W3C home > Mailing lists > Public > www-style@w3.org > September 2012

RE: [css3-writing-modes] before/after terminology alternative?

From: Koji Ishii <kojiishi@gluesoft.co.jp>
Date: Sun, 23 Sep 2012 08:11:45 -0400
To: Glenn Adams <glenn@skynav.com>
CC: Tab Atkins Jr. <jackalmage@gmail.com>, MURAKAMI Shinyu <murakami@antenna.co.jp>, fantasai <fantasai.lists@inkedblade.net>, "www-style@w3.org" <www-style@w3.org>, "public-i18n-cjk@w3.org" <public-i18n-cjk@w3.org>
Message-ID: <A592E245B36A8949BDB0A302B375FB4E0DA2319C0B@MAILR001.mail.lan>
> My position is as follows:
> • before/after is already used in standard usage in the W3C for the
>   precise same semantics as are being discussed here, and this has
>   been the case for at least 10 years
> • i am not aware of any complaints regarding understanding this usage
>   for these many years
> • the claim that before/after is difficult to understand is nothing but
>   speculation
> • changing before/after to head/foot in the CSS context introduces a
>    definite level of new confusion by assigning new names to existing
>   understood names
> • XSL-FO and TTML, both of which make use of CSS for keywords and
>   semantics, will either require modification or exist in a variant form if
>   one set of names (before/after) is used with XSL-FO and TTML and
>   another set is used with CSS
> My conclusion is that compatibility should take precedence over the
> speculation that somehow these new keywords are easier to understand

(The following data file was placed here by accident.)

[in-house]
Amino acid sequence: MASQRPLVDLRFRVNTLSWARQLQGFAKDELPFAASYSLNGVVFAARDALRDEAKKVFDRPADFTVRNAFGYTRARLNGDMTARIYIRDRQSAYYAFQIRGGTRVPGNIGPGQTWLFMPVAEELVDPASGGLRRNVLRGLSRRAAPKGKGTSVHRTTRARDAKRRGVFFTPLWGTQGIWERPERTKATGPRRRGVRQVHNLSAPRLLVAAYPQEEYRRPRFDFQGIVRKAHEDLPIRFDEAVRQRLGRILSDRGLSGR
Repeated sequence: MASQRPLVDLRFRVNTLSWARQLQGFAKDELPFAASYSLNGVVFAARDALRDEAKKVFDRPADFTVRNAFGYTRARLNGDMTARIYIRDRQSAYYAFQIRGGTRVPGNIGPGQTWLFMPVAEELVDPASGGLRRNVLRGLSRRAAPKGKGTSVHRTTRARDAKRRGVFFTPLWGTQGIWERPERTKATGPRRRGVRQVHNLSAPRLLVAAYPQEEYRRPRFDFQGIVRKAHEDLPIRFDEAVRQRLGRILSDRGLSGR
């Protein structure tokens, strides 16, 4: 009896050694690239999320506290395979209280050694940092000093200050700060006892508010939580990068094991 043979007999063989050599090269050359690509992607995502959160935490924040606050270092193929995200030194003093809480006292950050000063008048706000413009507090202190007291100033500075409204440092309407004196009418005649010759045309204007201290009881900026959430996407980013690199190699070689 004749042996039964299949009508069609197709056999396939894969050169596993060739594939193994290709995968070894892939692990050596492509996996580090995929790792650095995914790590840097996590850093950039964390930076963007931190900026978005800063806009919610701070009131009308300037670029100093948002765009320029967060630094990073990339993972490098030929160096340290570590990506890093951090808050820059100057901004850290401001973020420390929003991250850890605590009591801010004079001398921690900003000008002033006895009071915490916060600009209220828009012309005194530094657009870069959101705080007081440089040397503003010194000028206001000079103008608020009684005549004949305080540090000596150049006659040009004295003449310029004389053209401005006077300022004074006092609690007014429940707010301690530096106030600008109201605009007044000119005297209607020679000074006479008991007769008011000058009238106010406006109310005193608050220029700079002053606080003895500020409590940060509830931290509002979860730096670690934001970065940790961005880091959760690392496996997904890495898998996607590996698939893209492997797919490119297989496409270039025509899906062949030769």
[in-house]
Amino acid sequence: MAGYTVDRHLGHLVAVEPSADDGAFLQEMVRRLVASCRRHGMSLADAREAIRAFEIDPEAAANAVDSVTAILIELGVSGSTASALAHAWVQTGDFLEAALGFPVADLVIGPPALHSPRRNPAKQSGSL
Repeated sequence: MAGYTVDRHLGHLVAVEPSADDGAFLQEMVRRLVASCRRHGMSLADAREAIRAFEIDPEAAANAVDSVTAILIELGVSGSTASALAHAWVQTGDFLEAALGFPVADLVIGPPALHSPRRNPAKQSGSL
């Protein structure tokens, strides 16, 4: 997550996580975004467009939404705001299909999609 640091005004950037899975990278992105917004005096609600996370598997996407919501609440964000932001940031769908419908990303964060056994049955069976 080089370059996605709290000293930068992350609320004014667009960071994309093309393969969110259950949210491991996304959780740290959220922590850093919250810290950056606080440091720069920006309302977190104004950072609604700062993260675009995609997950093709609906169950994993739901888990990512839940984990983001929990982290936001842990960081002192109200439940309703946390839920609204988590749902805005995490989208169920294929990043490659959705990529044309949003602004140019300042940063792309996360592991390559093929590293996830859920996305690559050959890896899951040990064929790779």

> than the existing keywords.

I think you agree that CSS has wider audiences than XSL-FO has, so it's not a surprise if things that worked good for XSL-FO may not work for CSS.

The "hard to understand" issue was, if I remember correctly, raised by Sylvain a year or so ago, and then a good number of people seem to agree with him on the ML. Those are their real opinions, not speculations; they're not saying "may be hard for someone" but "is hard for me."

Saying "hard to understand" is subjective, so not everyone may agree. If you change "speculation" to "subjective," it's more understandable. But when a good number of people say "hard to understand for me," even if it's subjective and even if it's not hard to understand for you, shouldn't we take them into account?

I agree with you that compatibility shouldn't be taken light if no issues arose, but unfortunately, an issue arose, and many agreed with it.

I actually think this is an unfortunate situation. But given the issue is real, what else could we do?


Received on Sunday, 23 September 2012 12:12:16 UTC

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